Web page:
A union catalog that itemizes the collections of 17,900 libraries in 123 countries and territories that participate in the Online Computer Library Center (OCLC) global cooperative. It is operated by OCLC, Inc. The subscribing member libraries collectively maintain WorldCat's database, the world's largest bibliographic database. OCLC makes WorldCat itself available free to libraries, but the catalog is the foundation for other subscription OCLC services (such as resource sharing and collection management). WorldCat is used by the general public and by librarians for cataloging and research.
FAST (Faceted Application of Subject Terminology) is derived from the Library of Congress Subject Headings (LCSH), one of the library domain’s most widely used subject terminology schemas. The development of FAST has been a collaboration of OCLC Research and the Library of Congress. Work on FAST began in late 1998.
FAST has been developed in large part to attempt to meet the perceived need for a general-use subject terminology scheme, which is:
- simple to learn and apply,
- faceted-navigation-friendly, and
- modern in its design.
The broad purpose of adapting the LCSH with a simplified syntax to create FAST is to retain the very rich vocabulary of LCSH while making the schema easier to understand, control, apply, and use. The schema maintains upward compatibility with LCSH, and any valid set of LC subject headings can be converted to FAST headings.
After full development, FAST has evolved into an eight-facet vocabulary with a universe of approximately 1.7 million headings across all facets. The facets are designed to be used in tandem, but each may also be used independently. The rules of application are very simple.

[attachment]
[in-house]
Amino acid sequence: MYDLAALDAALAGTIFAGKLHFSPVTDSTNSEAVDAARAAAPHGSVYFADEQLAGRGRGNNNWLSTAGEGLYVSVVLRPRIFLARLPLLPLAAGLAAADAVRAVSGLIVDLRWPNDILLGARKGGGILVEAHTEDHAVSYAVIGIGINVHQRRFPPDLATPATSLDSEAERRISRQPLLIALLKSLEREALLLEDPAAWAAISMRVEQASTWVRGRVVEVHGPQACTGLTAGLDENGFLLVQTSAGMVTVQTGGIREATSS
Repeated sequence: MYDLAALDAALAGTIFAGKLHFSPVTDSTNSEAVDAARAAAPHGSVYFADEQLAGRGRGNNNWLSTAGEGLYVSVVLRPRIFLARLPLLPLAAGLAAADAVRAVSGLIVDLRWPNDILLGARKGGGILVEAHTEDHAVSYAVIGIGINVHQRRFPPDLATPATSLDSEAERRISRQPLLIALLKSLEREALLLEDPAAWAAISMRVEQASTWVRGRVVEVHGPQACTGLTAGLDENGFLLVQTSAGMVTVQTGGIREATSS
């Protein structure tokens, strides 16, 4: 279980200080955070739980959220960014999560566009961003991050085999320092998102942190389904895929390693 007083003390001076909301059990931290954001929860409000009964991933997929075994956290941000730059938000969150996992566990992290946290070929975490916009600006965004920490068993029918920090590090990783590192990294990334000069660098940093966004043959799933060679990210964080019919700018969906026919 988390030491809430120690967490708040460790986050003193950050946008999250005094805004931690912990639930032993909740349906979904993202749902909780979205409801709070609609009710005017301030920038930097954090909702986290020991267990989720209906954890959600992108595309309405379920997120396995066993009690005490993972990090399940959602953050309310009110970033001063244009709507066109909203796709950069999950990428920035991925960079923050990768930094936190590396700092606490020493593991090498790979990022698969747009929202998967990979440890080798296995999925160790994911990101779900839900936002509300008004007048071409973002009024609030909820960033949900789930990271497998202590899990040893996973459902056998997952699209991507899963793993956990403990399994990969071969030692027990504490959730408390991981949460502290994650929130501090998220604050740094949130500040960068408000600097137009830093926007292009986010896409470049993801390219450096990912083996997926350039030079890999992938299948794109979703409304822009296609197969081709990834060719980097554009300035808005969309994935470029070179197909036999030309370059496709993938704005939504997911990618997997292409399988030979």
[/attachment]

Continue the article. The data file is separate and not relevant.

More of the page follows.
With a rapid growth of accessible information, there was a need for a simplified indexing schema, which could be assigned and used by non-professional cataloger or indexers.
The origin of FAST can be traced to observations by OCLC Research staff involved with the OCLC Cooperative Online Resource Catalog (CORC) project, which focused on the cataloging of web resources. CORC participants typically wanted to be able to adopt simple, low-cost, low-effort approaches to describing Web resources (e.g., using Dublin Core). In the course of the CORC project, it became clear that a significant barrier to minimal-effort resource description was the lack of an easy-to-learn and apply general subject vocabulary.
Additionally, work during the same time period by the Subcommittee on Metadata and Subject Analysis of the Association for Library Collections and Technical Services’ Subject Access Committee identified specific functional requirements of subject data in the metadata record (ALCTS 1999), and these requirements mapped well to the intended outcomes of what would become the FAST project.
A family of eight modular, complementary vocabularies designed to support faceted retrieval, FAST represents a well-designed, professionally stewarded controlled vocabulary set that carries a modest initial training burden and operational overhead comparable to keyword indexing. This combination of attributes, along with a design and implementation that make FAST well-suited for linked data applications, provide a viable and far superior alternative to key word indexing or other uncontrolled approaches.
FAST is used by the National Library of New Zealand and RMIT to enrich article metadata, by Databib to index descriptions of databases, and by a variety of libraries to provide subject indexing of description of digital resources.
In developing FAST, The primary objectives were (1) compatibility with existing metadata, (2) ease of assignment, (3) retrieval effectiveness, (4) cost of maintenance, and (5) semantic interoperability. The development team determined that these objectives could best be satisfied by a fully enumerative faceted subject heading schema derived from the Library of Congress Subject Headings.
The individual terms in the FAST vocabulary are divided into eight distinct categories or facets: Personal names, Corporate names, Geographic names, Events, Titles, Time periods, Topics, and Form/Genre.
As a fully enumerative system, all subject headings are established with authority records eliminating the need to synthesize headings along with the complex set of syntax rules.
The FAST authority file contains over 1,700,000 authority records.
VIAF (Virtual International Authority File) is an OCLC service ― built in cooperation with national libraries and other partners ― that virtually combines multiple LAM (Library Archives Museum) name authority files into a single name authority service.